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A Detailed Tutorial Describing the Longest Rivers in France

Swapnil Srivastava Jul 14, 2019
The rivers in France are famous tourist attractions and they represent the culture of their valleys. In this story, we will discuss the longest rivers in this country.
From the breathtaking vineyards to the magnificent châteaux, France has always been one of the top tourist destinations for people all around the world. The valleys of the rivers in this country should not be left out while planning a trip here.
Each of these rivers has a histor and has witnessed the evolution of the French civilization. Some of the longest rivers in France are as follows.

Loire River

The Loire river is the longest in France, covering a length of around 630 miles. It rises from the Cévennes mountain range in the south-eastern part of the country, and carves out a big chunk of area from north Alps to Orleans.
On its course, it flows west and reaches the Bay of Biscay at St. Nazaire. The mesmerizing beauty of Loire river valley exhibits the land of rich vineyards and magnificent châteaux, like Chinon, Angers, Chambord, Chenonceau, and Villandry. This region is also known as The Garden of France because of the fertility of land along the course of Loire.
The main tributaries of this river include the Allier, Indre, Cher, and Vienne on the left and the Niévre and Maine on the right side, which flow along its course. The region flaunts a number of wine sub-regions held together by the Loire.

Seine River

The waters of Seine have constantly been a part of the evolution of the city of Paris, and are still the heart and soul of it. In Paris, the bridges spanned over the Seine river provide the perfect romantic ambiance for lovers.
The river is around 485 miles long and is famous for its mesmerizing beauty. It is used by commercial boats from Bas-sur-Seine to the river mouth. The river ends in the Atlantic ocean, covering a basin area of around 78,650 square kilometers. Besides Paris, three other cities, viz., La Havre, Rheims, and Rouen are also covered in the course of this river.

Rhone River

The Rhone river was used to provide an important medium for inland trade connecting the cities of Valence, Vienne, and Lyon to the Mediterranean ports of Marseille, Fos, Arles, and Séte.
After the invention of railroads, the transportation route was changed in order to cover the distance in a lesser amount of time. Rhone is one of the longest rivers in France, and has been infamous for its underlying strong currents. When carrying large quantities of water, the current can speed up to 6 mph, making the transportation unsafe.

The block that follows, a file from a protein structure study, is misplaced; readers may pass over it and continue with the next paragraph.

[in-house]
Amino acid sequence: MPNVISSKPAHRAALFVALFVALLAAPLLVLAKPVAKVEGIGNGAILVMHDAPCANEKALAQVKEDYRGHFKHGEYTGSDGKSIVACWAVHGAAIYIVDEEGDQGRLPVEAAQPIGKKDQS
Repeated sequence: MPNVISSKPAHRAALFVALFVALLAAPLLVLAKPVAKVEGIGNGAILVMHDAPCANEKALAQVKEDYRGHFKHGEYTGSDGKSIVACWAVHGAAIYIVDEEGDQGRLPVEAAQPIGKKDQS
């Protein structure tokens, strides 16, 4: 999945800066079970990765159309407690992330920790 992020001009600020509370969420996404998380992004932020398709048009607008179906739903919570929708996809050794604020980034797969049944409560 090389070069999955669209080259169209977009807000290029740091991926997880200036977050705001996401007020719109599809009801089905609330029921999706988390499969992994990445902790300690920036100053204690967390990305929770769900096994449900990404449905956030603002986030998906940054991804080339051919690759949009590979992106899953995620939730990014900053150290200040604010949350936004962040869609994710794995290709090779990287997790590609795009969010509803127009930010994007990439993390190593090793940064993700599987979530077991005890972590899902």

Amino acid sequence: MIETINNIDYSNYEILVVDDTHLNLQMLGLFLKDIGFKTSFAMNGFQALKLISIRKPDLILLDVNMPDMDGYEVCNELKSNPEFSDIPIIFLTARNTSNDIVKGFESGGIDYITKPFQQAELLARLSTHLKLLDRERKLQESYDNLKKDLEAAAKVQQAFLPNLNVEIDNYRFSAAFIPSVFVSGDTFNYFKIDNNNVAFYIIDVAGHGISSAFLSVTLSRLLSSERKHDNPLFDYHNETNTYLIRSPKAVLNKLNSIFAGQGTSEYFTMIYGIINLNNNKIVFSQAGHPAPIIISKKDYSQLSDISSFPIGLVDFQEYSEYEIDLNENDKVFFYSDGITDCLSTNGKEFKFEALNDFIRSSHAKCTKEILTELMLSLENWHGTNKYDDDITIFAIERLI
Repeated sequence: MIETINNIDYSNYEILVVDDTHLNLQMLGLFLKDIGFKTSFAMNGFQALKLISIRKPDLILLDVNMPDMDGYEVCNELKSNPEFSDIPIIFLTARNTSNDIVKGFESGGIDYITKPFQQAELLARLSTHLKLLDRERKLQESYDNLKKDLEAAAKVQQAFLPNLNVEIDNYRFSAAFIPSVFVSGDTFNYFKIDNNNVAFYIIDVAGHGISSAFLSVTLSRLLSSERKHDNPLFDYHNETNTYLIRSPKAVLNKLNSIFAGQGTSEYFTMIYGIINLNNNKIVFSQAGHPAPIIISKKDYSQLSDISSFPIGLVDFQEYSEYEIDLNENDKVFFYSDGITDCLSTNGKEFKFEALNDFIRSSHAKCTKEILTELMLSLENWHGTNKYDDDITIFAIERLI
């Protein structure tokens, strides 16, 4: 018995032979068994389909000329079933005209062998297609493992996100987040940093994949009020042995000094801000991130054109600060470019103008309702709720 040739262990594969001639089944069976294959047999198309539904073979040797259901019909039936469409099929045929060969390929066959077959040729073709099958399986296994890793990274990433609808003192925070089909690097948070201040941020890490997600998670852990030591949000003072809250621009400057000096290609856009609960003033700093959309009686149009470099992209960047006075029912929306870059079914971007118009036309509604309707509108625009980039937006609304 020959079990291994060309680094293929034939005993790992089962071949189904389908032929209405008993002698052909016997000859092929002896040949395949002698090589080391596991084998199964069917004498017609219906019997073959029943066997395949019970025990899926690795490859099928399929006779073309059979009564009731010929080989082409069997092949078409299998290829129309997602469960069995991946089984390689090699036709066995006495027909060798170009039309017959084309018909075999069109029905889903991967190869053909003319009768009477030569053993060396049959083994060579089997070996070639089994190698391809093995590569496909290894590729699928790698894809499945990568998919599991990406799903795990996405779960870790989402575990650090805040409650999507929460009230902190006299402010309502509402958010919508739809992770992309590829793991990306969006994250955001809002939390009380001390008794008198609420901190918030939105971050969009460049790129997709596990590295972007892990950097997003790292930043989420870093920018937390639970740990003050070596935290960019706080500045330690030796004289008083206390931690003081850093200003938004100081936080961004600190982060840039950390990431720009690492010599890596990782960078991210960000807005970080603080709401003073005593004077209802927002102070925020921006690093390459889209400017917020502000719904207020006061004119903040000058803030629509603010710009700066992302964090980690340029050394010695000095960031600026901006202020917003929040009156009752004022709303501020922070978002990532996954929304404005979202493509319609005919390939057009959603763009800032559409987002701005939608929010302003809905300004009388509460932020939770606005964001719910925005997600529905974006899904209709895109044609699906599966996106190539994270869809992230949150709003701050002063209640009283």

This river rises in the Swiss Alps in Oberwald, and covers a length of approximately 505 miles. It divides itself into two arms namely the Grande Rhone and the Petit Rhone.
Out of the complete length of this river, the navigable portion covers only 300 miles and all its branches merge into the Mediterranean sea. The river is Alpine in character, and its valley in south-eastern France is famous for producing red wines.

Garonne River

Garonne covers a distance of around 358 miles along its course. Formed by two head-streams in the Aragon region of north-east Spain, it originates from the slopes of Pic Aneto and flows via Toulouse and Agen, meeting the Gironde estuary at Bordeaux.
The Garonne is subject to sudden floods and its flow is irregular, depending on the season. High springtime levels can be seen at its source, and low levels are seen in August and September. The area covered by its basin is somewhere around 21,600 square miles.
Garonne is joined by three major rivers, viz., Tarn, Ariége, and Lot, along its course, and flows into the Bay of Biscay (Atlantic Ocean). Its main tributaries are the Save, Gers, Tarn, and Dordogne.

Dordogne River

The Dordogne rises on the flanks of Puy de Sancy and covers a length of around 300 miles along its course, with a drainage basin of 9300 square miles.
Although it is navigable along 112 miles of its course, commercial traffic on Dordogne is not so heavy as compared to the other rivers. This river is formed by two merging torrents namely the Dore and the Dogne.
The Dordogne valley flaunts its powerful aura of brave knights from the middle ages, and its culture and lifestyle attract visitors from all over the world. The main season for tourism in this valley starts from June and continues till late September.
The rivers of France cover a good portion of the country. They also provide a good scope for agricultural as well as commercial growth, and are treated as elements of national pride.